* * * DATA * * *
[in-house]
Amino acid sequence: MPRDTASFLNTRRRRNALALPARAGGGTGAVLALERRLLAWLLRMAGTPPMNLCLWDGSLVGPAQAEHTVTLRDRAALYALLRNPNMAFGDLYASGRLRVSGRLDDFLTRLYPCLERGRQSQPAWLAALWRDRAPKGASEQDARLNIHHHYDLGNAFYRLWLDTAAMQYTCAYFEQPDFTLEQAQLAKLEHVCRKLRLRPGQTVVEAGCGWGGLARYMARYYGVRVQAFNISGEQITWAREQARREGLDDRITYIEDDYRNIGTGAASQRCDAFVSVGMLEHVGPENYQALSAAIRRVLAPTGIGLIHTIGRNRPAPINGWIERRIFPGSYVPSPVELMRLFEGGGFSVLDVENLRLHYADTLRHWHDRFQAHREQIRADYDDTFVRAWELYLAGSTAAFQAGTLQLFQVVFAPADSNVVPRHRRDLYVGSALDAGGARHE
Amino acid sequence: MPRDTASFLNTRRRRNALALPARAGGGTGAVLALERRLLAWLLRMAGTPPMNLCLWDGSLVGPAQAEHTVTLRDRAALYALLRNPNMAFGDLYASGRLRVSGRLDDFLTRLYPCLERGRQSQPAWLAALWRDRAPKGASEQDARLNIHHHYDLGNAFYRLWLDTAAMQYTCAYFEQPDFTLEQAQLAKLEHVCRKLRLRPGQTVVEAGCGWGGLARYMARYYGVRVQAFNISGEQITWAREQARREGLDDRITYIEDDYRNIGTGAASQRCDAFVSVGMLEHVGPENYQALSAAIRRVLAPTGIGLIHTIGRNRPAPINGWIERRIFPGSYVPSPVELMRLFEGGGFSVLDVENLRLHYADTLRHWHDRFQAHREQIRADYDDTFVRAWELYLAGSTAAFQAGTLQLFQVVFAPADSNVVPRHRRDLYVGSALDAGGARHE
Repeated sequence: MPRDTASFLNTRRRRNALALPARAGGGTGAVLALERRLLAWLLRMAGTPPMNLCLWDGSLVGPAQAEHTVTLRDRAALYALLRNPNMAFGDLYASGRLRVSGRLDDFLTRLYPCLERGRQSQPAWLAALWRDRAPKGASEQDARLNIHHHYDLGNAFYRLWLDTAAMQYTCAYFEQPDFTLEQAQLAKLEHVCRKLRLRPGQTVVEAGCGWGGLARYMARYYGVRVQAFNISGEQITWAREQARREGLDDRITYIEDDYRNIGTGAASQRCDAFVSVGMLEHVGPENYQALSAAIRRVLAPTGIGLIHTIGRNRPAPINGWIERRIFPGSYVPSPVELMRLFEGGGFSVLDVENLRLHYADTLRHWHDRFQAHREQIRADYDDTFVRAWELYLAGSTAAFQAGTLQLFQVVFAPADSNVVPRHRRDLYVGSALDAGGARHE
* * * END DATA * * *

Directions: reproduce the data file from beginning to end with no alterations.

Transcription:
[in-house]
Amino acid sequence: MPRDTASFLNTRRRRNALALPARAGGGTGAVLALERRLLAWLLRMAGTPPMNLCLWDGSLVGPAQAEHTVTLRDRAALYALLRNPNMAFGDLYASGRLRVSGRLDDFLTRLYPCLERGRQSQPAWLAALWRDRAPKGASEQDARLNIHHHYDLGNAFYRLWLDTAAMQYTCAYFEQPDFTLEQAQLAKLEHVCRKLRLRPGQTVVEAGCGWGGLARYMARYYGVRVQAFNISGEQITWAREQARREGLDDRITYIEDDYRNIGTGAASQRCDAFVSVGMLEHVGPENYQALSAAIRRVLAPTGIGLIHTIGRNRPAPINGWIERRIFPGSYVPSPVELMRLFEGGGFSVLDVENLRLHYADTLRHWHDRFQAHREQIRADYDDTFVRAWELYLAGSTAAFQAGTLQLFQVVFAPADSNVVPRHRRDLYVGSALDAGGARHE
Amino acid sequence: MPRDTASFLNTRRRRNALALPARAGGGTGAVLALERRLLAWLLRMAGTPPMNLCLWDGSLVGPAQAEHTVTLRDRAALYALLRNPNMAFGDLYASGRLRVSGRLDDFLTRLYPCLERGRQSQPAWLAALWRDRAPKGASEQDARLNIHHHYDLGNAFYRLWLDTAAMQYTCAYFEQPDFTLEQAQLAKLEHVCRKLRLRPGQTVVEAGCGWGGLARYMARYYGVRVQAFNISGEQITWAREQARREGLDDRITYIEDDYRNIGTGAASQRCDAFVSVGMLEHVGPENYQALSAAIRRVLAPTGIGLIHTIGRNRPAPINGWIERRIFPGSYVPSPVELMRLFEGGGFSVLDVENLRLHYADTLRHWHDRFQAHREQIRADYDDTFVRAWELYLAGSTAAFQAGTLQLFQVVFAPADSNVVPRHRRDLYVGSALDAGGARHE
Repeated sequence: MPRDTASFLNTRRRRNALALPARAGGGTGAVLALERRLLAWLLRMAGTPPMNLCLWDGSLVGPAQAEHTVTLRDRAALYALLRNPNMAFGDLYASGRLRVSGRLDDFLTRLYPCLERGRQSQPAWLAALWRDRAPKGASEQDARLNIHHHYDLGNAFYRLWLDTAAMQYTCAYFEQPDFTLEQAQLAKLEHVCRKLRLRPGQTVVEAGCGWGGLARYMARYYGVRVQAFNISGEQITWAREQARREGLDDRITYIEDDYRNIGTGAASQRCDAFVSVGMLEHVGPENYQALSAAIRRVLAPTGIGLIHTIGRNRPAPINGWIERRIFPGSYVPSPVELMRLFEGGGFSVLDVENLRLHYADTLRHWHDRFQAHREQIRADYDDTFVRAWELYLAGSTAAFQAGTLQLFQVVFAPADSNVVPRHRRDLYVGSALDAGGARHE